Since Krizek resided in a small Parisian maid’s room with his wife, a lack of space hindered the artist’s sculptural capabilities. Nevertheless, he found a different means to work with stone, his favorite material, in lithography. He met Jean Pons, a local painter, typographer and skillful printmaker who operated a lithographic workshop in which numerous key artists printed. Pons permitted Krizek to practice in the space. In addition, Pons had co-founded the October Salon (Salon d’Octobre), the main platform for supporters of lyrical abstraction and tachisme, which first took place in Paris in 1952. Krizek became a member of the October Salon’s executive committee in its second edition—thanks to Estienne—and he encountered a number of prominent figures involved in the Parisian art milieu.
Image: Jan Krizek, Untitled, 1956, linocut, 10 1/8 x 11 inches paper size (25.8 x 27.8 cm), private collection.
Krizek’s graphic oeuvre includes three series (none of them titled): one in lithography, two in linocut. The series of approximately fourteen black-and-white lithographs was created in 1954 in Pons’ workshop. Similar to his sculptures and drawings, the thematic content of these images evolved around a portrayal of man. Although Krizek appeared several times at the very edge of lyrical abstraction, man was always central in his work. The human form would remain recognizable despite the fact that Krizek’s approach to rendering it was markedly distant from a realistic depiction. In fact, he employed a distinctive analysis in his figurative representations, as he wrote to Vaclav Bostik:
Of course, the question of how the figure leaves the plane was stretching out through all this like a red thread, if it really gets out of the plane or from the space into the place, etc. It was necessary to carry on and learn the anatomy of the figure, however not in the old academic way, but in a new, vivid way, where anatomy should be rather called biology.3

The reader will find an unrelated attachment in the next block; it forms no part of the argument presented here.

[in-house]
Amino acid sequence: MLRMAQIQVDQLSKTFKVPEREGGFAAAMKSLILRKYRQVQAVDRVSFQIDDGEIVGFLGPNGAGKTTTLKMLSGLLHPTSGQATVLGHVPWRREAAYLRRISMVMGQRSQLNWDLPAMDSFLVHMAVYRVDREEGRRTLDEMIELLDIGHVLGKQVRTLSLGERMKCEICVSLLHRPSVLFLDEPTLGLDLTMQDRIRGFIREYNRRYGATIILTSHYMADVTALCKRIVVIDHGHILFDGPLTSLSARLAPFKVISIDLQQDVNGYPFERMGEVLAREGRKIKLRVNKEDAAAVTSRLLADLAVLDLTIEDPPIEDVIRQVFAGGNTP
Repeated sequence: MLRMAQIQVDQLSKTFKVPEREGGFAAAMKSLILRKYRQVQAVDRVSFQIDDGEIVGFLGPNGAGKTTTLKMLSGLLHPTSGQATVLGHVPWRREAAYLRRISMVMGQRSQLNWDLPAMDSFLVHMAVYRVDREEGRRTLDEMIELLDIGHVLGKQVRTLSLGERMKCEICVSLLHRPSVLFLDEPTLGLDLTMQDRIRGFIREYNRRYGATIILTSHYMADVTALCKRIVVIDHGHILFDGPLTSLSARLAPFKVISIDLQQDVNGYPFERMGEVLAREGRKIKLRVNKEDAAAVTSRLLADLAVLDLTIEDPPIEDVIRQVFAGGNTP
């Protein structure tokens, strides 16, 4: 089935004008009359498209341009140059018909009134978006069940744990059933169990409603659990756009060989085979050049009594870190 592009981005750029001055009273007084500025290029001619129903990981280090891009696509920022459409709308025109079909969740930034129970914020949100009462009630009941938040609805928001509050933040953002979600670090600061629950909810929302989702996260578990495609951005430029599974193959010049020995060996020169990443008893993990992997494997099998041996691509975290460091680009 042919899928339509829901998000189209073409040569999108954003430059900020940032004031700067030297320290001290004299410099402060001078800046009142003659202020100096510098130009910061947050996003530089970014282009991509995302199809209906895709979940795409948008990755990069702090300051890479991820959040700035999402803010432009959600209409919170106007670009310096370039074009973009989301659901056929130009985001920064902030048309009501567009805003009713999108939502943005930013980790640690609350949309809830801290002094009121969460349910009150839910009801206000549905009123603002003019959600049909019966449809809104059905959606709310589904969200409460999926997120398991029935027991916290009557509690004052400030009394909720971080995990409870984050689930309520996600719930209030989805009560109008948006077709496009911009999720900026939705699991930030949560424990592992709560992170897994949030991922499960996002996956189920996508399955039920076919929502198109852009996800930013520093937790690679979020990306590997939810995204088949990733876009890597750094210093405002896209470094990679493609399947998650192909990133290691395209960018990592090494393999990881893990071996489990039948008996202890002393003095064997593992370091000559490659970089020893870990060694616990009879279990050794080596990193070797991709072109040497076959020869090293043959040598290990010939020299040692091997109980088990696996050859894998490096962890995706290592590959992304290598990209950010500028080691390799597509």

The artist channeled his concern with how human beings interacted with their surroundings....
[This article appears in full in the print and digital editions of Celebrating Print, Vol.3, No.2.]
1. Jean Dubuffet coined the term art brut in 1945 to refer to the “original, raw” works by self-taught artists, artists-spiritualists, mentally ill individuals and others outside of the official culture. Foyer de l’art brut was founded in 1947 in the basement of Galerie Rene Drouin at Place Vendôme in Paris to present such works.
2. Anna Pravdova, Jan Krizek (1919–1985) “Chez-moi, l’homme ne doit jamais disparaitre” [Jan Krizek (1919–1985) “The human must never disappear”] (Prague: National Gallery in Prague; Limoges: FRAC Limousin, 2015): 66–67. The underlined words are underlined in the original letters.
3. Ibid., 253.
Image top: Jan Krizek, Untitled, 1958, linocut, 6 1/2 x 8 7/8 inches paper size (16.4 x 22.5 cm), edition of 38, private collection.
A full version of this article Jan Krizek Prints as Two-Dimensional Sculptures by Anna Pravdova appears in the print edition of Celebrating Print, Vol.3 No.2.
BUY THIS ISSUE
ANNA PRAVDOVA is an art historian and curator of the Collection of Modern Art at the National Gallery in Prague. She received a PhD in art history from Charles University in Prague and the University Paris 1 Pantheon-Sorbonne (she was awarded the John Jaffe Prize in France for her dissertation). Pravdova's research focuses on Czech artists living abroad and germane Czech-French relations. She curated a series of pertinent exhibitions, including Caught by the Night: Czechs Artists in France 1938–1945 (2015), Jan Krizek (1919–1985) and the Paris Art Scene in the 1950s (2013) and Jiri Kolar & Beatrice Bizot: Correspondage (2012). As a Fulbright Research Scholar at the Art Institute of Chicago (2015), she researched Czech artists in the US during WWII. Pravdova also authored two recent monographs, including Jan Krizek (1919–1985): Chez moi, l’homme ne doit jamais disparaitre [Jan Krizek (1919–1985): The human must be there] (2015).